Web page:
1

We have a folder on our network that we want to search within, including subfolders, from our program. We want to return a list of files whose name contains "String1" or "String2" or "StringN". We would prefer to programmatically open an Explorer window and view all files that match the search results using the native windows file explorer.

Is this possible? How?

Thanks!

4

You can use the .ms-search file format to express a saved search. If you open this file format it will launch a File Explorer with the search conditions applied.

If you already have a File Explorer window opened with a search applied, you can save that using the 'save search' button on the ribbon.

  • I like this, it is a creative way to accomplish the question as asked. It will only work for Vista and later, but XP is clearly no longer the true way. – Gary Walker May 13 '15 at 17:43
  • I'm going to award this as the answer since it is a solution to my question. However, for my scenario, I do not want to mess with file IO and create a search file every time the user wants to look a file up. I will just have to display the files inside the program instead, as suggested by the other answer. Thanks! – Pratt Hinds May 13 '15 at 18:26
0

Since the Windows Explorer changes with every version of the OS ... I'd recommend doing the search via .NET and displaying the results on a grid on a form.

Use the System.IO namespace.

System.IO.Directory.GetFiles(folderName) will get the files ...

You will need a recursive function to enumerate all of the files first, then recurse each of the subdirectories.

0

Here is some code to create the saved search xml file (file.search-ms) for searches by name with specified path and search string:

/// <summary>
    /// Generates the XDocument needed to create a .search-ms file for the path and mask given where mask specifies name parameter.
    /// search string in Windows is name:~searchmask. Searchmask includes * at beginning and end to find string present anywhere in name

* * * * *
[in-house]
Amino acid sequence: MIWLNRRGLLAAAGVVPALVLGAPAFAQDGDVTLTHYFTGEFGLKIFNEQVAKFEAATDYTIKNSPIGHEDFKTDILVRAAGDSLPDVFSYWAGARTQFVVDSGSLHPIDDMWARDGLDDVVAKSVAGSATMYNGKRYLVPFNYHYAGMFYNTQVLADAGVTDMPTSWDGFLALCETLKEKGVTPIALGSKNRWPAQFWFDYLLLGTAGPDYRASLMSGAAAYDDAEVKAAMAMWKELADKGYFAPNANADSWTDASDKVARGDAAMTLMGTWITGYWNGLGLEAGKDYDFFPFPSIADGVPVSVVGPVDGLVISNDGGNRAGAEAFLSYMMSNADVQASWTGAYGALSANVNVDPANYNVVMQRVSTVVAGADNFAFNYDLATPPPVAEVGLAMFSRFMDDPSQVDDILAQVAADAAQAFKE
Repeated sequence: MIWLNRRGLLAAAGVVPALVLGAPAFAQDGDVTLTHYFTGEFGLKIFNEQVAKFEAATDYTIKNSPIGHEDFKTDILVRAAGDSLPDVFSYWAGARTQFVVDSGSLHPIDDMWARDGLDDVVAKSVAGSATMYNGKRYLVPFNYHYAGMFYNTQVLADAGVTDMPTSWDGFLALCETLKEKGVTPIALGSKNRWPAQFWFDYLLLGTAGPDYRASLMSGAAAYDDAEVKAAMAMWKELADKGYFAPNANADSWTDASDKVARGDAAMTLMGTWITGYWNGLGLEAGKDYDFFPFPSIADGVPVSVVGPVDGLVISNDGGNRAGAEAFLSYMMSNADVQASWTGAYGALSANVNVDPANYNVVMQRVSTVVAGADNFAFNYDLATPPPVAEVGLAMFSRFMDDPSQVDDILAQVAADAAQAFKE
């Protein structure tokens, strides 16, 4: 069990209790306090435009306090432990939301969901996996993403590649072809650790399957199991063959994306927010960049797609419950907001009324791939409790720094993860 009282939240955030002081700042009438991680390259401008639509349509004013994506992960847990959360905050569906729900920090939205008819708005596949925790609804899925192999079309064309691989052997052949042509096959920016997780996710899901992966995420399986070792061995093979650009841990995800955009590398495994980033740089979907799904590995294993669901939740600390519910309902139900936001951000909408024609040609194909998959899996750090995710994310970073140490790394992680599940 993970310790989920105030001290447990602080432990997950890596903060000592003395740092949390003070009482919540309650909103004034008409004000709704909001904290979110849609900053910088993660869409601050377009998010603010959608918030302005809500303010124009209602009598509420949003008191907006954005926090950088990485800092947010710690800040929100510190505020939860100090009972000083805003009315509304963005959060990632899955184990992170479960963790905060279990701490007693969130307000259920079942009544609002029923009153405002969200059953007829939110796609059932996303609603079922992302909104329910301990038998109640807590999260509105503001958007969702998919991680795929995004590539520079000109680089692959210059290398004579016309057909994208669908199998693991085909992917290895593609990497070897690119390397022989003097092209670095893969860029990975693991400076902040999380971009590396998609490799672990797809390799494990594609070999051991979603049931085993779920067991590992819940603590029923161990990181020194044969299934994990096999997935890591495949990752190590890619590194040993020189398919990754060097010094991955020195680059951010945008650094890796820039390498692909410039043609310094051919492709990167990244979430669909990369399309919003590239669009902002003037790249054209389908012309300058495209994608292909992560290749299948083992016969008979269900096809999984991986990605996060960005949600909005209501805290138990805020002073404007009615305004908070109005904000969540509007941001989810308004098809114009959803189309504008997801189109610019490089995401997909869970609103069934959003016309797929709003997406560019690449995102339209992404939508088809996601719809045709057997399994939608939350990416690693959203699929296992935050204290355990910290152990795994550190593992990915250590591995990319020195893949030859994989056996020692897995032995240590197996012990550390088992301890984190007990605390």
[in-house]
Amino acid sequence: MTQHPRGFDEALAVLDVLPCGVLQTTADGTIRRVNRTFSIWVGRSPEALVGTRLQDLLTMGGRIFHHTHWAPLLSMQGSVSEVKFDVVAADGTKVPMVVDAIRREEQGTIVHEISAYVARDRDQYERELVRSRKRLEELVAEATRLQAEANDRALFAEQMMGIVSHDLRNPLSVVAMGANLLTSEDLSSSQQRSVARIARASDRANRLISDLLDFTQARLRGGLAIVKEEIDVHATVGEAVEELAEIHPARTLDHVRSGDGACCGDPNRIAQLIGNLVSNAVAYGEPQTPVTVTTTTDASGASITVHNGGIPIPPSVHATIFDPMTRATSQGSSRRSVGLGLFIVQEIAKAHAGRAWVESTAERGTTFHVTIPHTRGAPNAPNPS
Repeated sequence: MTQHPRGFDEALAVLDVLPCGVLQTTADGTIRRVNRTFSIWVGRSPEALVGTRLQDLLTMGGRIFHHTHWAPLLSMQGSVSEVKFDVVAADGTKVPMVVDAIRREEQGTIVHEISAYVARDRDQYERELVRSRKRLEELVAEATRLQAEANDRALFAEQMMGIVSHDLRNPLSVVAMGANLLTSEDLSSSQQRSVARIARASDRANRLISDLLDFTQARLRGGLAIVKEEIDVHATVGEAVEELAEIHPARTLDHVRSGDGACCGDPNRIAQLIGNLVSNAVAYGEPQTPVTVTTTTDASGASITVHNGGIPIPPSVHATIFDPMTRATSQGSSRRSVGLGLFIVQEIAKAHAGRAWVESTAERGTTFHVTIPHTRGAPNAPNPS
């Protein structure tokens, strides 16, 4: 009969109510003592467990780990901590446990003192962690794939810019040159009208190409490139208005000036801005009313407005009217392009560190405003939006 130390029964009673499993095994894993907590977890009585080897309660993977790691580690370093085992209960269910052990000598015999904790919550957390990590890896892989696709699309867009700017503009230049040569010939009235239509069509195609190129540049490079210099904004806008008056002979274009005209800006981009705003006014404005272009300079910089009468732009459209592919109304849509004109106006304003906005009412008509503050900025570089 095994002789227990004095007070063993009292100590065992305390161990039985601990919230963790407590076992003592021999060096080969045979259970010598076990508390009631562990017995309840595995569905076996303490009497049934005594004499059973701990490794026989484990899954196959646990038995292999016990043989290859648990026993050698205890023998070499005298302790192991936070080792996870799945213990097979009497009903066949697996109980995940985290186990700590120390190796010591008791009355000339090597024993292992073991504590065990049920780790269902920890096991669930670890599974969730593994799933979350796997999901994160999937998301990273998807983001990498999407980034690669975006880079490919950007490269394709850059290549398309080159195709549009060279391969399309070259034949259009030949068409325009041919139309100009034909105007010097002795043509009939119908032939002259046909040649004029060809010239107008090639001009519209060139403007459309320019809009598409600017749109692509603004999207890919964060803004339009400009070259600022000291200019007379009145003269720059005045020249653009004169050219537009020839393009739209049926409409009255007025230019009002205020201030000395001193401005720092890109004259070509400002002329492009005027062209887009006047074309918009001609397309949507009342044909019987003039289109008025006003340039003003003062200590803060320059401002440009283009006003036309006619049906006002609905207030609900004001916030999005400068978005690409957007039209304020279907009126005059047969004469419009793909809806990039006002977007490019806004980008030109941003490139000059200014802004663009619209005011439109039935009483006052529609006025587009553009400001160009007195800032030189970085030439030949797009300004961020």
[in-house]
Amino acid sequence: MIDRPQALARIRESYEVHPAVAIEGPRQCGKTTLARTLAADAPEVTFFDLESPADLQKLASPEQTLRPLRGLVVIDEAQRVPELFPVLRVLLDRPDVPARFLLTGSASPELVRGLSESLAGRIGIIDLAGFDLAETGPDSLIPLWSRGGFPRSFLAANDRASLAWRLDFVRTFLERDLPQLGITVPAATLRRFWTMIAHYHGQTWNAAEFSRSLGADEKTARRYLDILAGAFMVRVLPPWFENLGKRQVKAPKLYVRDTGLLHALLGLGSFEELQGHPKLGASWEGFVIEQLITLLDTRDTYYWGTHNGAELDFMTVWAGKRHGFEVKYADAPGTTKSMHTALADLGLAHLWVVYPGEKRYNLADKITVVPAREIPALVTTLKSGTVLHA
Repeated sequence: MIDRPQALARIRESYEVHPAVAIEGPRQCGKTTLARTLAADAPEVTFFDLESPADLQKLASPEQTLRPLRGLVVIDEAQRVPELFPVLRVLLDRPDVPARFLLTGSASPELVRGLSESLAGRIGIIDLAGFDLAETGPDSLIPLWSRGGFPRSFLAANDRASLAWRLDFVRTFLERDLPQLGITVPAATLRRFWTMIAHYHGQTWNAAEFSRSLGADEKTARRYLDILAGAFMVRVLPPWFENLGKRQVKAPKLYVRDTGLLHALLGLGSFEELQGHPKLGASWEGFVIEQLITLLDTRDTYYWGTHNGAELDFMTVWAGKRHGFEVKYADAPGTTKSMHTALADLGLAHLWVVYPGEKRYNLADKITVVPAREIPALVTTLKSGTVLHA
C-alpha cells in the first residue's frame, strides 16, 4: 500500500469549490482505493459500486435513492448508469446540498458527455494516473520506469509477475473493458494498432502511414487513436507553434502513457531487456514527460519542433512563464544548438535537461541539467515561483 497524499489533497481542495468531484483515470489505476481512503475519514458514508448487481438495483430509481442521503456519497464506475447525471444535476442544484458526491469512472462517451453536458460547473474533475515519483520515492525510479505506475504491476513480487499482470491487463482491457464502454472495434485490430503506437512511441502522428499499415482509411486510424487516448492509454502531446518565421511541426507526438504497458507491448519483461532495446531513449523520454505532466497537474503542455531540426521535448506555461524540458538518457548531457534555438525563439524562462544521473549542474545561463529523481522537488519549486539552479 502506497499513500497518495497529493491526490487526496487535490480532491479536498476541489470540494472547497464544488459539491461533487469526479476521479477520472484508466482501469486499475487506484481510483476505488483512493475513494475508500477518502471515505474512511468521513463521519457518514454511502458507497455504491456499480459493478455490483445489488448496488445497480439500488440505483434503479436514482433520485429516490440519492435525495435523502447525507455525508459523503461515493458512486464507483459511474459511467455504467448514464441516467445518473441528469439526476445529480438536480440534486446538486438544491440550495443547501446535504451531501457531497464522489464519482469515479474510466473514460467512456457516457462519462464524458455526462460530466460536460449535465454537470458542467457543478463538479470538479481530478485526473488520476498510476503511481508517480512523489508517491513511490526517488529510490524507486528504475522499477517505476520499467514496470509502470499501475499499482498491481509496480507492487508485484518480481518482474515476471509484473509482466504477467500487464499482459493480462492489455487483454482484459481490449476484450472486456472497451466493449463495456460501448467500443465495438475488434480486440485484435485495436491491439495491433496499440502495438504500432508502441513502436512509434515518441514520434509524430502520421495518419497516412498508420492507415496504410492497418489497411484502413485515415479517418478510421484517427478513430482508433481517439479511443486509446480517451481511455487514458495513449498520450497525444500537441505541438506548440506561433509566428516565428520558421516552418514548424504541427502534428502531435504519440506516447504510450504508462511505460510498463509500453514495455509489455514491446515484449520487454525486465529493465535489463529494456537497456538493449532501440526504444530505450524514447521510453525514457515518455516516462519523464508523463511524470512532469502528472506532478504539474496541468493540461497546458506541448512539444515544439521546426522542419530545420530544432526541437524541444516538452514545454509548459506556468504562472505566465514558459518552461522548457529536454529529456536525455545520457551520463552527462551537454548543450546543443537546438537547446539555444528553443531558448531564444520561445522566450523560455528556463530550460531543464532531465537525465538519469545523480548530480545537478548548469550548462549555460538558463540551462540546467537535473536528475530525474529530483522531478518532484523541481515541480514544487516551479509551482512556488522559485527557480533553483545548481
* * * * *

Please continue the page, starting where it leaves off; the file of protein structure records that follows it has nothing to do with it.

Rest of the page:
/// 
    /// </summary>
    /// <param name="searchPath">absolute path eg C:\Pictures\</param>
    /// <param name="searchMask"> part of search string after name:~</param>
    /// <returns></returns>
    public XDocument GenerateSearchDocName(string searchPath, string searchMask)
    {
        //  "*[*2602_Australia_Australian Capital Territory_O'Connor*].*" - example searchMask

        string str = @"<?xml version=""1.0""?><persistedQuery version=""1.0""><viewInfo viewMode=""icons"" iconSize=""96"" stackIconSize=""0"" displayName=""Search Results in iPhoneSample"" autoListFlags=""0""><visibleColumns><column viewField=""System.ItemNameDisplay""/><column viewField=""System.ItemDate""/><column viewField=""System.Keywords""/><column viewField=""System.Size""/><column viewField=""System.Rating""/><column viewField=""System.ItemFolderPathDisplay""/></visibleColumns><sortList><sort viewField=""System.Search.Rank"" direction=""descending""/><sort viewField=""System.ItemDate"" direction=""descending""/><sort viewField=""System.ItemNameDisplay"" direction=""ascending""/></sortList></viewInfo><query><conditions><condition type=""leafCondition"" property=""System.ItemNameDisplay"" operator=""matches"" propertyType=""string"" ";

        str += @"value=" + searchMask ;
        str+= @" localeName=""en-US""><attributes><attribute attributeID=""{9554087B-CEB6-45AB-99FF-50E8428E860D}"" clsid=""{C64B9B66-E53D-4C56-B9AE-FEDE4EE95DB1}"" chs=""1"" sqro=""585"" timestamp_low=""3078723010"" timestamp_high=""30601338""><condition type=""leafCondition"" property=""System.ItemNameDisplay"" operator=""matches"" propertyType=""string"" ";

        str += @"value=" + searchMask;
        str+= @" localeName=""en-US""><attributes><attribute attributeID=""{9554087B-CEB6-45AB-99FF-50E8428E860D}"" clsid=""{C64B9B66-E53D-4C56-B9AE-FEDE4EE95DB1}"" chs=""1"" sqro=""585"" timestamp_low=""2194097220"" timestamp_high=""30601338""><condition type=""leafCondition"" property=""System.ItemNameDisplay"" operator=""matches"" propertyType=""string"" ";

        str += @"value=" + searchMask + " ";
        str+= @"valuetype=""System.StructuredQueryType.Blurb"" localeName=""en-US""><attributes><attribute attributeID=""{9554087B-CEB6-45AB-99FF-50E8428E860D}"" clsid=""{C64B9B66-E53D-4C56-B9AE-FEDE4EE95DB1}"" chs=""0"" ";

        str += @"parsedString=""name:~ &quot;" + searchMask.TrimStart('"').TrimEnd('"') + @"&quot;"" ";
        str+= @"localeName=""en-US"" timestamp_low=""2194097220"" timestamp_high=""30601338""/></attributes></condition></attribute></attributes></condition></attribute></attributes></condition></conditions><kindList><kind name=""item""/></kindList><scope>";

        str+=@"<include path="""+ searchPath +  @""" ";
        str+=@"attributes=""1887437183""/></scope></query></persistedQuery>";
        XDocument doc = XDocument.Parse(str);

        return doc;
    }

The example code at https://github.com/nvuono/ExplorerQuickSearch uses searches by file extension only, but shows how to to create the saved search in temp folder and execute it.

An even better solution is to generate a URL for the search and supply it to Internet Explorer, which generates a Windows/File Explorer window showing the search results. Some code for doing this is shown at

Create a saved search (.search-ms) from terms in Explorer search box

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